Career Path Series: Counseling

Counselor speaking to a patient

With so much attention on mental wellbeing, counseling has experienced growing acceptance as a form of healing and personal growth. The Bureau of Labor Statistics projects that jobs for mental health counselors will grow by 25% over the next decade. There are many other types of counseling specialties that are also in demand.   

What does a counselor do?

Overall, the primary role of a counselor is to assist clients in reaching their optimal level of psychological or social functioning through resolving negative patterns, prevention, rehabilitation, and improving their quality of life. Counselors utilize skills to address a broad range of challenges related to mental health, relationships, work, school, maladaptive behavior, addictions, and more. The focus is on determining actionable steps and solutions to specific and manageable issues. A counselor focuses on working through a client's problems to help them explore potential strategies to address and overcome them. Through proper assessment, diagnosis, and treatment, counselors provide insight and support for people struggling with life challenges.

Counselors vs. Therapists vs. Psychologists

There are similarities and overlap between related professions of therapists, counselors, and psychologists in that they all deal with psychological issues of mental wellbeing. Counselors and therapists are required to complete a master's degree along with specialty certifications or licenses. Psychologists have a doctorate, typically a PhD or PsyD, followed by professional licensure. Although counseling for mental health issues is standard, counselors commonly refer a client with severe cases to a psychologist.

Two Branches of Counseling (Counseling Psychology vs. Clinical Psychology)

Psychology is the primary domain of the profession and consists of two main branches, without clear delineation. On one side of the continuum is counseling psychology and on the other is clinical psychology.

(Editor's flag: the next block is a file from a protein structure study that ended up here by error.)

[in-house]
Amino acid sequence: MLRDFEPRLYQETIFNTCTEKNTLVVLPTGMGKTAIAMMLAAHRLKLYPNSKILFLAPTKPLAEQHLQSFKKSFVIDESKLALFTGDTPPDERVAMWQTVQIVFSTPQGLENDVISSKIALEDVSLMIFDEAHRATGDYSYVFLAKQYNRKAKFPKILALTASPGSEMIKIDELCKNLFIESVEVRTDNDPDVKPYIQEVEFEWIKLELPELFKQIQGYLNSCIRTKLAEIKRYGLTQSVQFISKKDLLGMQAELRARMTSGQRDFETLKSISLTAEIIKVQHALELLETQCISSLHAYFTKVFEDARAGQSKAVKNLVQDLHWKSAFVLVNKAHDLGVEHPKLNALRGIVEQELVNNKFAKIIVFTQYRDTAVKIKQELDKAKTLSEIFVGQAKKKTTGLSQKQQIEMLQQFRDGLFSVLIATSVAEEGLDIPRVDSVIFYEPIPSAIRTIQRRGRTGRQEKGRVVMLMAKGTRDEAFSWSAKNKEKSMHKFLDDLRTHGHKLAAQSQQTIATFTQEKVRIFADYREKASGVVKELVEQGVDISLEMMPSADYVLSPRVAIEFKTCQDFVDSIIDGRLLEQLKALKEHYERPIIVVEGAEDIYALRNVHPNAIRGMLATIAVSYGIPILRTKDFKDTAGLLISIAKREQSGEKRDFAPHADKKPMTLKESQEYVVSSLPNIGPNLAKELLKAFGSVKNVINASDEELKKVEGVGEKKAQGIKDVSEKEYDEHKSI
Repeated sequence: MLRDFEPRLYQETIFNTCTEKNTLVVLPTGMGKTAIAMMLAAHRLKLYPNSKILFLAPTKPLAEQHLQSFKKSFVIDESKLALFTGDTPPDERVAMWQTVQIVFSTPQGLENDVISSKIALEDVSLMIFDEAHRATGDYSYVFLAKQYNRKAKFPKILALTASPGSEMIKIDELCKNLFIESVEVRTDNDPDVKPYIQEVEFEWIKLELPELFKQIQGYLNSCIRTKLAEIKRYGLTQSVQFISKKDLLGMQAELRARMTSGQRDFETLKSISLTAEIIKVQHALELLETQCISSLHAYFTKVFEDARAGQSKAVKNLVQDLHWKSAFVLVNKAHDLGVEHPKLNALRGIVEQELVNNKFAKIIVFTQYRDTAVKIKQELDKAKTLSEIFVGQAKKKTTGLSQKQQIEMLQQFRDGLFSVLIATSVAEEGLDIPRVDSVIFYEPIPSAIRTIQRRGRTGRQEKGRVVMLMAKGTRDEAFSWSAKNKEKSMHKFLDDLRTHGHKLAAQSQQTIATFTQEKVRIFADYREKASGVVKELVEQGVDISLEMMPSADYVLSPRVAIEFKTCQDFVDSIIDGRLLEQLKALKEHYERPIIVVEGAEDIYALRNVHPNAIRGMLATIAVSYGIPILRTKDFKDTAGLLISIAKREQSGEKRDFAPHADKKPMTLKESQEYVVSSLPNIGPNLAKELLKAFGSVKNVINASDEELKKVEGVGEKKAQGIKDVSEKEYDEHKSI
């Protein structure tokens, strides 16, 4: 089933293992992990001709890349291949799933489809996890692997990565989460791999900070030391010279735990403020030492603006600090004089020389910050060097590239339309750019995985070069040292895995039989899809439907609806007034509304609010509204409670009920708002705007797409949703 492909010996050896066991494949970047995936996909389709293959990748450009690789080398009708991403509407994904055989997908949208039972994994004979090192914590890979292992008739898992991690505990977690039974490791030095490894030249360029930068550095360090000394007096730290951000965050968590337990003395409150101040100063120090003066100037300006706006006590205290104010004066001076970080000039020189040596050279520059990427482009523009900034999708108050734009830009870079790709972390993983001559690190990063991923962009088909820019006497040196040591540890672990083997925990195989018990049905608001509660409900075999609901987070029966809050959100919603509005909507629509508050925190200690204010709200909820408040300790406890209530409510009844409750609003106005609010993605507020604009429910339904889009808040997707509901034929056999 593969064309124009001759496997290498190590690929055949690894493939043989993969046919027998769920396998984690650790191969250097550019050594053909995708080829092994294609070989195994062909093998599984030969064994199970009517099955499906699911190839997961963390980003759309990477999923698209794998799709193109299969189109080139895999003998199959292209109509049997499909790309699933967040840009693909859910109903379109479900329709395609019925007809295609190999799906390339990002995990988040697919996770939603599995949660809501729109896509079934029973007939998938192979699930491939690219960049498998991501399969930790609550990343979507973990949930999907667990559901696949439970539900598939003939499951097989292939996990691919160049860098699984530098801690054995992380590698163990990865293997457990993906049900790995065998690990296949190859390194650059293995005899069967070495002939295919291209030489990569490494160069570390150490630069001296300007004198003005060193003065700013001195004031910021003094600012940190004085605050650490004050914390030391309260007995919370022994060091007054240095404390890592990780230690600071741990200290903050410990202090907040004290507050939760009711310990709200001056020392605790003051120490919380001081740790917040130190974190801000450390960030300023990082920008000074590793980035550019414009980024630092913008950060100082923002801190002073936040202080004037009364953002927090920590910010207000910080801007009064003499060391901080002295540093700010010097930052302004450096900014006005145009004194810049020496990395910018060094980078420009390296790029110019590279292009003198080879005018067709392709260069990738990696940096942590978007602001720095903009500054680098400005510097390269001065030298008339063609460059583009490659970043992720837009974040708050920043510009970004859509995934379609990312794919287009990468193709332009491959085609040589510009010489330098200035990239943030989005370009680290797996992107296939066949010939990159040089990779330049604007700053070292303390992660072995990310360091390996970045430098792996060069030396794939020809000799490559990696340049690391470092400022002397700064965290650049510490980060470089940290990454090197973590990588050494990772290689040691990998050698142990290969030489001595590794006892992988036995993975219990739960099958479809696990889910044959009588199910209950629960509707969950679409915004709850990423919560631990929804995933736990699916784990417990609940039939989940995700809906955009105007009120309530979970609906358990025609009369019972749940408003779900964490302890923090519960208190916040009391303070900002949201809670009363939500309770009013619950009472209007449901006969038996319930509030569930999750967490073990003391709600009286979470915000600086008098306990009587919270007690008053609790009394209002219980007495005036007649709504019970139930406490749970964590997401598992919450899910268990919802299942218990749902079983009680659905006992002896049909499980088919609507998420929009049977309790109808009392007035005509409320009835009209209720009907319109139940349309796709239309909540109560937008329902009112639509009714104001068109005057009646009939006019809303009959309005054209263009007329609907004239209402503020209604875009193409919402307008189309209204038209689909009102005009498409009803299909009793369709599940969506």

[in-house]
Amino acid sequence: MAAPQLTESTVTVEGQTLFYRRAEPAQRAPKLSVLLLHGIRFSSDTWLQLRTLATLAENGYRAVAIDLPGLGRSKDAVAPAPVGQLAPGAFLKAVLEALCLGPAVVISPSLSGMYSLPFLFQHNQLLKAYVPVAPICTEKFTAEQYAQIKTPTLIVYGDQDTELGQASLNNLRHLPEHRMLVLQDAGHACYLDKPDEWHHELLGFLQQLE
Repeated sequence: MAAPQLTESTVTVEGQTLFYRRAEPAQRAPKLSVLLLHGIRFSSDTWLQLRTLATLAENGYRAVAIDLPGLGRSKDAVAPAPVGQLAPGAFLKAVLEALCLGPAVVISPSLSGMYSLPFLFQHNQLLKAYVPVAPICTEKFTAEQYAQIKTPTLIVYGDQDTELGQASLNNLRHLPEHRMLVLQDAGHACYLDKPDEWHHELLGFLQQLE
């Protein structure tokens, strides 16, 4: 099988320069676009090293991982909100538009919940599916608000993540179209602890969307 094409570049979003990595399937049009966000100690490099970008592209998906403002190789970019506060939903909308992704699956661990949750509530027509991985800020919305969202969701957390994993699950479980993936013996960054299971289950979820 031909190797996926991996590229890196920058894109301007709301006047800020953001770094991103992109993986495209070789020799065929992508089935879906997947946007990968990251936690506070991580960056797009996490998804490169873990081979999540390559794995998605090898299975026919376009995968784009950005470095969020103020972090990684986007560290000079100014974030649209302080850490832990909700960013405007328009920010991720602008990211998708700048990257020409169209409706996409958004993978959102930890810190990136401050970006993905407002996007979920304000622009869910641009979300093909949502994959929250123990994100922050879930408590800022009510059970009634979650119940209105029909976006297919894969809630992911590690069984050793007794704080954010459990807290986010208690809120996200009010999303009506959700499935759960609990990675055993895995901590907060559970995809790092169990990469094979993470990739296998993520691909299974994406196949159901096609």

Counseling psychology focuses on working with healthy individuals with fewer pathological problems but who experience everyday emotional and social concerns or typical life stressors involving work, school, and relationships. The aim may consist of setting goals, alleviating distress, resolving crises, and improving a patient's general wellbeing. Counseling psychology focuses on a humanistic approach, dealing directly with more readily resolvable behavioral or personal problems.

Clinical psychology is for those with more serious diagnosable mental illnesses and psychopathologies. That includes disorders such as, but not limited to, anxiety, bipolar, depression, and personality. Clinical counselors utilize their understanding of psychopathologies and psychological theory to assess and diagnose patients and craft, implement, and monitor treatment plans.

Characteristics of Counselors

Unique traits, life experiences, attributes, and interests guide counselors to specific specialties. However, common characteristics found in counselors veer toward empathy, compassion, and a desire to positively impact others' lives, particularly those experiencing challenging situations, life transitions, and mental illness. Counselors find fulfillment working with ideas and utilize critical thinking as they synthesize information gathered to determine interventions. People in this field are typically interested in human behavior, personality differences, and understanding what makes a person tick.

Counseling Types

Along with the different branches of counseling (counseling vs. clinical), there are numerous types of counselors. While mental health or personal counselors may be the most well-known, counselors and therapists specialize in a wide variety of topics, for example:

  • Addictions
  • Anger Management 
  • Behavior Modification
  • Career
  • College
  • Crisis
  • Depression
  • Domestic Violence
  • Eating Disorders
  • Grief
  • Marriage & Family
  • Military
  • Rehabilitation
  • School
  • Substance Abuse
  • Suicide Prevention
  • Trauma
  • Trauma Counselor 
  • Transition
  • Vocational
  • Wellness
  • Youth 

Work Environments